Recent Metadata News

ICAN 5: Coastal Atlases as Engines for Coastal & Marine Spatial Planning

August 31, 2011
September 2, 2011

The 5th International Coastal Atlas Workshop (ICAN 5) will be held at the headquarters of the UNESCO International Oceanographic Data and Information Exchange (IODE) in Oostende, Belgium, August 31 to September 2, 2011. IODE will then be co-hosting CoastGIS 2011 in Oostende immediately following. ICAN 5 will focus on coastal web atlases as engines that support and drive the coastal/marine spatial planning (CMSP) process, primarily in northern and southern Europe, the US, the Caribbean, and Africa.

Event Location: 
UNESCO IOC IODE Headquarters, Oostende, Belgium
Contact Email:

Geospatial Platform: Modernization Roadmap

Geospatial Platform logo

The U.S. Department of the Interior and Federal Geographic Data Committee have collaborated on the release of Version 3.0 of "Modernization Roadmap for the Geospatial Platform." Released in August 2010, this document outlines a place-based approach for managing all geospatial data in the United States.

A particularly interesting element of this release is the wiki designed to discuss the platform, The wiki supports open conversation on the nature and key features of the geospatial platform, and has attracted a number of sophisticated ideas and comments about the role of standards, tools, and other elements toward making a common, effective approach to geospatial data.

Biodiversity Knowledge Organization Systems

The Global Biodiversity Information Facility (GBIF) has commissioned a white paper to advise it on its future directions for Knowledge Organization Systems (KOS), a rubric that includes the creation, use, and management of such resources as controlled vocabularies, thesauri, gazetteers, and ontologies. Before a final draft is produced, GBIF invites an initial public review of the first draft. The draft may be found at and the mechanism for commenting at which is a page on the GBIF Community Site.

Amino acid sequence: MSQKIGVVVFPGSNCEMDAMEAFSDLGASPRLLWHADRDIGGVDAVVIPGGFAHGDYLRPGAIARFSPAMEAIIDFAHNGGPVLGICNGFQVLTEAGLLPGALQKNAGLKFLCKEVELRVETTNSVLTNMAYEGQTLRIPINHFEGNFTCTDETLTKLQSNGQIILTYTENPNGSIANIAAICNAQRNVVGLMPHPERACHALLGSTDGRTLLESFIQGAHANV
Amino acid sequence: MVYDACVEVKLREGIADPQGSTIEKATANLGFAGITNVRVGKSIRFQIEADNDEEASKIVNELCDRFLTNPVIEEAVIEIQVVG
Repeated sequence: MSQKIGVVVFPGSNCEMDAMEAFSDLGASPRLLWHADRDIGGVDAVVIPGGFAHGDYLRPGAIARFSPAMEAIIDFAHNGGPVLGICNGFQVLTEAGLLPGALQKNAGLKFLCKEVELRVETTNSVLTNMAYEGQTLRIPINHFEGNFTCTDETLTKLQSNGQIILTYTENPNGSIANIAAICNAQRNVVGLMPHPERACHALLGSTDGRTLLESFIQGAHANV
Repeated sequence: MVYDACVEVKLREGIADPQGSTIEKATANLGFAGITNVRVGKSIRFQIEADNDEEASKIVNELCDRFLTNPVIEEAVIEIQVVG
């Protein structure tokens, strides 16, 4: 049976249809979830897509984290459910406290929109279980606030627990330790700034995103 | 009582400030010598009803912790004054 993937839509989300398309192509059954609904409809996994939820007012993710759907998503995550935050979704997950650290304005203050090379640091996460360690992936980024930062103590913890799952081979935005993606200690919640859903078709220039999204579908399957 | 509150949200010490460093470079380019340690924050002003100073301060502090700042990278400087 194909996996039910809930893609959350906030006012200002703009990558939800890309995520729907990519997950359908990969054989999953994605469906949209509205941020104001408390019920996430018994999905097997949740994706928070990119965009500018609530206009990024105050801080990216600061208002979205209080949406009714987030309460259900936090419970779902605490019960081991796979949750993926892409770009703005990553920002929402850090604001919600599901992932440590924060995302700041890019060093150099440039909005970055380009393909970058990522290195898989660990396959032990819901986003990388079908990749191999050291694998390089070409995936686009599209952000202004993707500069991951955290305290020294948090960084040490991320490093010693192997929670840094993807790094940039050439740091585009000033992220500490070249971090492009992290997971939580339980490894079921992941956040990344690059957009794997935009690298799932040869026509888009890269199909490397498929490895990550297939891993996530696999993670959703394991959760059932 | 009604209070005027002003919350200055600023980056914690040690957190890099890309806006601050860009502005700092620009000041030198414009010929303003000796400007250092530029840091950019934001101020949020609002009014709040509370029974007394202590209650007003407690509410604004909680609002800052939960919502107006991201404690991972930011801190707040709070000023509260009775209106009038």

Coastal and Marine Ecological Classification Standard released for public review

The FGDC Coastal and Marine Spatial Data Subcommittee, chaired by the National Oceanic and Atmospheric Administration (NOAA), developed the Coastal and Marine Ecological Classification Standard (CMECS), and is currently inviting the public sector, those involved in coastal and marine ecology and management, to review and comment on a draft of this standard. Through a common terminology, CMECS provides the vocabulary needed to term ecological and habitat units. The standard also provides the marine community with "a uniform protocol for identifying, characterizing and naming ecological units in support of monitoring, protection, and restoration of unique biotic assemblages, protected species, critical habitat, and important ecosystem components."

OGC and Smart Ocean Sensor Consortium (SOSC) to collaborate

On August 25, the Open Geospatial Consortium (OGC®) and the Smart Ocean Sensor Consortium (SOSC) announced in a press release that they signed a Memorandum of Understanding (MoU) to advance sensor observing systems for the oceans community. The two organizations will explore "joint outreach and marketing activities to raise awareness and interest in smart sensor systems and Sensor Web Enablement". Their first collaboration will focus on the Monterey Bay Aquarium Research Institute's (MBARI) PUCK protocol for hydrographic sensor configuration. The PUCK protocol specification has been submitted to the OGC as a candidate standard.